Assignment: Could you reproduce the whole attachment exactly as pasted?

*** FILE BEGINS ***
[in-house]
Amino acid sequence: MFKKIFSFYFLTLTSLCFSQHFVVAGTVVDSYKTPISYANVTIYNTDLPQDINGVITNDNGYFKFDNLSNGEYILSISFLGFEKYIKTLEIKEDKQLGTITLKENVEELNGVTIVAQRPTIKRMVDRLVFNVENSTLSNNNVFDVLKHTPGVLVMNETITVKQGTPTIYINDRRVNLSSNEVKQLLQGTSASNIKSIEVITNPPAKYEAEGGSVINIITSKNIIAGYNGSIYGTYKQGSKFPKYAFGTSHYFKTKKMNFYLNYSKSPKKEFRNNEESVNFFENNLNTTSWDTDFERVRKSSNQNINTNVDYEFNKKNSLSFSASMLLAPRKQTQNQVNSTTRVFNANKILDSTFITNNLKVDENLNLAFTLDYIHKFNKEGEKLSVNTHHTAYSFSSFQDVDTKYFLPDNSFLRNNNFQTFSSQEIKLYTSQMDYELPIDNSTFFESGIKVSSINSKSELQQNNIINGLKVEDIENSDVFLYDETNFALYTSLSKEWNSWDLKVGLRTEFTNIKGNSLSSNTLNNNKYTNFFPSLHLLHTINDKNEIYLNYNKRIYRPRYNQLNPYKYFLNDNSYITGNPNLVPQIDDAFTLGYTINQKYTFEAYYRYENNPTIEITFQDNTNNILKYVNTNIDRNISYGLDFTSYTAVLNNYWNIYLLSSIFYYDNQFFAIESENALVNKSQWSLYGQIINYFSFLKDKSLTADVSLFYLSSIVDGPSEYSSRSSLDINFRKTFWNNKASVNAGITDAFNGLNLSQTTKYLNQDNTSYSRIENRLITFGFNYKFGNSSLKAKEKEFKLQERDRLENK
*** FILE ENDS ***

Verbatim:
[in-house]
Amino acid sequence: MFKKIFSFYFLTLTSLCFSQHFVVAGTVVDSYKTPISYANVTIYNTDLPQDINGVITNDNGYFKFDNLSNGEYILSISFLGFEKYIKTLEIKEDKQLGTITLKENVEELNGVTIVAQRPTIKRMVDRLVFNVENSTLSNNNVFDVLKHTPGVLVMNETITVKQGTPTIYINDRRVNLSSNEVKQLLQGTSASNIKSIEVITNPPAKYEAEGGSVINIITSKNIIAGYNGSIYGTYKQGSKFPKYAFGTSHYFKTKKMNFYLNYSKSPKKEFRNNEESVNFFENNLNTTSWDTDFERVRKSSNQNINTNVDYEFNKKNSLSFSASMLLAPRKQTQNQVNSTTRVFNANKILDSTFITNNLKVDENLNLAFTLDYIHKFNKEGEKLSVNTHHTAYSFSSFQDVDTKYFLPDNSFLRNNNFQTFSSQEIKLYTSQMDYELPIDNSTFFESGIKVSSINSKSELQQNNIINGLKVEDIENSDVFLYDETNFALYTSLSKEWNSWDLKVGLRTEFTNIKGNSLSSNTLNNNKYTNFFPSLHLLHTINDKNEIYLNYNKRIYRPRYNQLNPYKYFLNDNSYITGNPNLVPQIDDAFTLGYTINQKYTFEAYYRYENNPTIEITFQDNTNNILKYVNTNIDRNISYGLDFTSYTAVLNNYWNIYLLSSIFYYDNQFFAIESENALVNKSQWSLYGQIINYFSFLKDKSLTADVSLFYLSSIVDGPSEYSSRSSLDINFRKTFWNNKASVNAGITDAFNGLNLSQTTKYLNQDNTSYSRIENRLITFGFNYKFGNSSLKAKEKEFKLQERDRLENK